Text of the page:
Hans-Georg Gadamer at Great Falls, VA
Copyright © 1971 Gordon L. Ziniewicz

Philosophical
Journeys:
An Introduction to Philosophy


Gordon L. Ziniewicz

Topics and Readings

[Note: This page will change frequently. Links to readings will be removed, changed, or added in a timely manner and as time permits. Moreover, our pace will be unpredictable. So, who knows what we will be doing when?]

1.  Introduction and Overview.  What's It All About.  The Love of Wisdom.  Philosophy as Process and Result.  The Nature of Presuppositions. Dialogue, Dialectic, and Ethical Deliberation. Readings: (1) Wisdom and Dialectic; (2) What Is Philosophy (Quotes), (3) Dialectic (Guidelines), (4) How to Read Philosophy

2.  Introduction to Philosophy, Part II: Understanding in Context: Fundamental Attitude. Attachment and Detachment. Reading: (1) Understanding in Context, (2) Quotes from Ralph Waldo Emerson, (3) Quotes from Henry David Thoreau, (4 ) On the Laws of Japanese Painting (excerpt), (5) Preface to "Thoughts in Solitude," by Thomas Merton

3.  Pre-Socratic Philosophy:  Thales, Anaximander, and Pythagoras.  Order and Harmony in Pythagoras. Heraclitus: The Art of Steering Well Through Life.  Sight and Insight.  Waking and Sleeping.  The Private and the Common. Readings: (1) Presocratic Philosophy, (See especially articles on Thales, Anaximander, Pythagoras), (2) Heraclitus on the Logos (Summary), (3) Heraclitus on the Logos, (4) The Fragments of Heraclitus: A Partial Reconstruction, (5) Presocratic Summary with Texts, (6) Anaximander [Fragments]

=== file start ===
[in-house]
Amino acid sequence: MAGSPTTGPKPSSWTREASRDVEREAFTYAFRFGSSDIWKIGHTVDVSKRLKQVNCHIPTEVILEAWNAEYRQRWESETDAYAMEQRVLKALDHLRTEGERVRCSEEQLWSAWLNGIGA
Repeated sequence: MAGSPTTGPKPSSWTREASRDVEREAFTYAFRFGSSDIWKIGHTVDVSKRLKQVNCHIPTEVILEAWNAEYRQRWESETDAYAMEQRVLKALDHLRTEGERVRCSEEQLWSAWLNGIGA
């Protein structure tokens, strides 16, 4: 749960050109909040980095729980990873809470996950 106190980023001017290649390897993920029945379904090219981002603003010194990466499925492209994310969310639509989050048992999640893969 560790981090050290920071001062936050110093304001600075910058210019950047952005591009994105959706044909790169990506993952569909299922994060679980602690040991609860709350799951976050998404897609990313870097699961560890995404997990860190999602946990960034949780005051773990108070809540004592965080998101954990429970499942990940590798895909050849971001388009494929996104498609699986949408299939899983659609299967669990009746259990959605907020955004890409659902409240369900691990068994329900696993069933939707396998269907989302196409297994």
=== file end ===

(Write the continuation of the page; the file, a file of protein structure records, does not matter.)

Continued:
4Plato's Socrates:  The Apology:  The Conscience of a Community.  Discussion of Socrates' Mission.  The Place of Philosophy in Human Life.  Philosophy as Criticism of Values. Readings: (1) The Apology (translated by Jowett), (2) The Apology:  The Conscience of a Community

5. Plato's Socrates:  The Crito:  Custom (Communal Way of Life) as Parent and Adversary.  Readings: (1) Plato's Socrates: The Crito: Customs (Nomoi) as Parents and Adversaries,
(2) The Jowett translation of The Crito by Plato, and (3) Summary of the Argument Against Escaping from Prison

6. Plato:  The Theory of Forms.  The Ideas as Blueprints. Readings: (1) The Ideas as Blueprints, (2) Brief Reflections on Plato

7. Plato:  Republic:  Order and Justice:  Psychology and Politics: Crafting Character, Community, and the Universe. Plato's Pragmatic Idealism.  Aristocracy and Democracy.   Readings: (1) Republic, Book VII, (2) Order and Justice: The Divided Line: The Cave Allegory,
(3) The Good as Order and Arrangement, (4)
The Soul and the City: Justice as Right Arrangement, (5) Laws X: The Individual and the Universe: The Part and the Whole

8. Aristotle:  Physics and Metaphysics.  Aristotle's Theory of Knowledge.  Aristotle's View of the Universe.  Philosophy as Science. The Four Causes or Principles (aitia). Readings:
(1) Metaphysics, Book I, Part One; (2) Physics and Metaphysics, (3) Contrasting Conceptions of Ancient (Aristotelian) and Modern Science